In 2018, Chapel Hill voters decided to take action against a growing shortage of affordable housing in their community. They approved a $10 million bond with the purpose of constructing new affordable housing units. Two years have come and gone, and the bond, though approved, has yet to be spent.
Finally, after a long wait, it seems that the Town of Chapel Hill is poised to start making good on this promise.
So far, the Town of Chapel Hill has identified two projects that will likely be funded using bond money. The first is to construct new affordable units on the 2200 Homestead Road Development, while the second is to renovate existing affordable housing units in Trinity Court. The Town has also indicated that they will seek outside sources of funding from organizations like Habitat for Humanity.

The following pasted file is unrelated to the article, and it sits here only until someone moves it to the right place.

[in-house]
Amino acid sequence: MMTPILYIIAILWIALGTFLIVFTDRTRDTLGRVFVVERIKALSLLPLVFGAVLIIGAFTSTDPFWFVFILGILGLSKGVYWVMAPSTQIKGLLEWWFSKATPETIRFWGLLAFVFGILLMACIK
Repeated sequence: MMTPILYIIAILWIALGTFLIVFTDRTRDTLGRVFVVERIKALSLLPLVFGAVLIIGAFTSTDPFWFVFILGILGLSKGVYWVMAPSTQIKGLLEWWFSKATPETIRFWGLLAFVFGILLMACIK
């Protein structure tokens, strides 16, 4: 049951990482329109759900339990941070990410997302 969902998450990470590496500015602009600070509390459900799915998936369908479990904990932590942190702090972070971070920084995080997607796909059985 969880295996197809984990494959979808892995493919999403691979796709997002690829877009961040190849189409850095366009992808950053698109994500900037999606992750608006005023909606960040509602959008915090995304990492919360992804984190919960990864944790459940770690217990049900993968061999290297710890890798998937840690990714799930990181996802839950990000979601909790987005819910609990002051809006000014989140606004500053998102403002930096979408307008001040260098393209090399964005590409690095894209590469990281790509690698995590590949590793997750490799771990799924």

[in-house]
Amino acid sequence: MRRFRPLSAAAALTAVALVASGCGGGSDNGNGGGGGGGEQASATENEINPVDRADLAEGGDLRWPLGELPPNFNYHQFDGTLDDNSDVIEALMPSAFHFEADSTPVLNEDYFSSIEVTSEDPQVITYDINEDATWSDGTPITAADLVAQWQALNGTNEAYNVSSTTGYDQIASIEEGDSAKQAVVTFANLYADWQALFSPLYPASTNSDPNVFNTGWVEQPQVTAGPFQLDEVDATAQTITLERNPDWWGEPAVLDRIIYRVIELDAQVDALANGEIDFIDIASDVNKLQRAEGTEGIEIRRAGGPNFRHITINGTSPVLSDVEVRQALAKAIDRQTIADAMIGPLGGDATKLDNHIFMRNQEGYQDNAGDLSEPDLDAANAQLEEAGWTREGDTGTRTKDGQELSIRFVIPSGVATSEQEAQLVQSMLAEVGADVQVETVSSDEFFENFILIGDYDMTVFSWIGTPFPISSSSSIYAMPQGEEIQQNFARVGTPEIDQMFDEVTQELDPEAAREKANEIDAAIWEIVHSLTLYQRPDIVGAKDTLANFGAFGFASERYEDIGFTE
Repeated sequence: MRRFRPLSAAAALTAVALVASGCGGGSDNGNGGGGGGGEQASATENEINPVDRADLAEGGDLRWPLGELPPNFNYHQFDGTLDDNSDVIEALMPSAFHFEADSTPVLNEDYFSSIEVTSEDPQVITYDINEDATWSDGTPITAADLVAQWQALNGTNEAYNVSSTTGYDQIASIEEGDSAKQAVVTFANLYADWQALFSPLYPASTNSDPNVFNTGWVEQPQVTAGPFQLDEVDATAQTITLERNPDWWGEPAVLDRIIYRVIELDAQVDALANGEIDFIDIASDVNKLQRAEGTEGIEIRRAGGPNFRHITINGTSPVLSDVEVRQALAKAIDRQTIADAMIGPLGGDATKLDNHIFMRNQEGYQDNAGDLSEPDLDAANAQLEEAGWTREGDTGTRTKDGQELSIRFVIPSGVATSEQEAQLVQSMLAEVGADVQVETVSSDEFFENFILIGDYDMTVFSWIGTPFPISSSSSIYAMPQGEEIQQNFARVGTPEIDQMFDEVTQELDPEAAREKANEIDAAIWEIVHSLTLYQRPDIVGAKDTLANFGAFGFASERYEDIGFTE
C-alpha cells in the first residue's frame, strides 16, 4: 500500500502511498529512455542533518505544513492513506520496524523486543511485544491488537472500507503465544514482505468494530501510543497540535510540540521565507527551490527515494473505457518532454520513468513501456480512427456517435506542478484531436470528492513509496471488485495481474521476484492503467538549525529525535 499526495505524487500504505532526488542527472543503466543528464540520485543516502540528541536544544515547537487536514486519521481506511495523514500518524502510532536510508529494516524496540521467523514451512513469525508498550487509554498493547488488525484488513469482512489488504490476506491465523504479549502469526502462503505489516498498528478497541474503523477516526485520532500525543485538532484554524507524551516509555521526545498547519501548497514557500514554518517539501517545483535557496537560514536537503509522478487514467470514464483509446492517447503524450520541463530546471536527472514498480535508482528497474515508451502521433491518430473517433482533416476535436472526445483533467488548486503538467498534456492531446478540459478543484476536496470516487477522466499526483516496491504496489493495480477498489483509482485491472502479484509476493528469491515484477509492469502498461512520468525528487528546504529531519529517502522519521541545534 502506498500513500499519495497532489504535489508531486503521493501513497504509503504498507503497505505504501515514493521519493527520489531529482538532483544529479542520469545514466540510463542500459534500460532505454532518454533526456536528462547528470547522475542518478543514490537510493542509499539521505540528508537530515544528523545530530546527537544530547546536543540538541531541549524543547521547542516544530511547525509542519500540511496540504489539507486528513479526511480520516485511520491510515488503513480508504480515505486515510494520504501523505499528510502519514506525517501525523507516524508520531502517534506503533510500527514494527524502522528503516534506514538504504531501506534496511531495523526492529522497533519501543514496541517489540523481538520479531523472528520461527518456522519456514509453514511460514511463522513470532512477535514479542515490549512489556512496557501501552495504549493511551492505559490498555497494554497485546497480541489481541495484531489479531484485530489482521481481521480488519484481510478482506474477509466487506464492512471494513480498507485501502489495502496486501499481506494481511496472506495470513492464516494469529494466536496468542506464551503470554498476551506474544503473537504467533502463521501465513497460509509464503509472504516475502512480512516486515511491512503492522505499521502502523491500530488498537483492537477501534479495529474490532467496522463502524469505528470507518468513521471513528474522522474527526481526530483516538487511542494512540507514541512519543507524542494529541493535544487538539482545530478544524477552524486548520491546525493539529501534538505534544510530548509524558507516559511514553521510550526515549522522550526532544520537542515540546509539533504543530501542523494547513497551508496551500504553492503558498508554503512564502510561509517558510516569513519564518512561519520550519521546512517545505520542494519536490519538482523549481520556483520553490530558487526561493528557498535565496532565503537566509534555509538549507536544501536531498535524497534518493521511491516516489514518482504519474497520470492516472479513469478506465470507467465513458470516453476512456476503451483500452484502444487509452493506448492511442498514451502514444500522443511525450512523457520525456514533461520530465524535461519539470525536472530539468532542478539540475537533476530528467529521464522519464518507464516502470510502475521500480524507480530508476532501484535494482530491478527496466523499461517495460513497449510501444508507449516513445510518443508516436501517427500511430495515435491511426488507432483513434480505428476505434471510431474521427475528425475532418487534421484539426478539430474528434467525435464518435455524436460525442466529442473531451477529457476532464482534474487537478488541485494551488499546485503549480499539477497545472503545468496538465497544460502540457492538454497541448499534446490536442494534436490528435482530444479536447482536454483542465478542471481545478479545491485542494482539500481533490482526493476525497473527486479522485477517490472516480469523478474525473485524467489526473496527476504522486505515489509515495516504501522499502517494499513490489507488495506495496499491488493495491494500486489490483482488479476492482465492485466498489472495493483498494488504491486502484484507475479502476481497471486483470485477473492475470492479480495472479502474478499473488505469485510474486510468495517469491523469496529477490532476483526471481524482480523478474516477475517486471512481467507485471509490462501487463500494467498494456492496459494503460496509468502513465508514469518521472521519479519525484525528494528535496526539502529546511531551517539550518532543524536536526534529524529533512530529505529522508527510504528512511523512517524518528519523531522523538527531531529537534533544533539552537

The Editorial Board applauds the Town of Chapel Hill’s efforts to take on the affordable housing problem, particularly in their willingness to construct a variety of non-single-family homes. This is a focus that many Town Council candidates mentioned when we interviewed them leading up to the November election.
One of the biggest problems that Chapel Hill faces with regard to affordable housing is space. The town, to put it nicely, is small. There is only so much room to develop, and even less to construct housing units for below market price. Thus, in order to efficiently meet the problem, Chapel Hill should move away from the single-family-home model and towards other designs, like duplexes. A mix of both is necessary, but the inclusion of different types of developments is promising.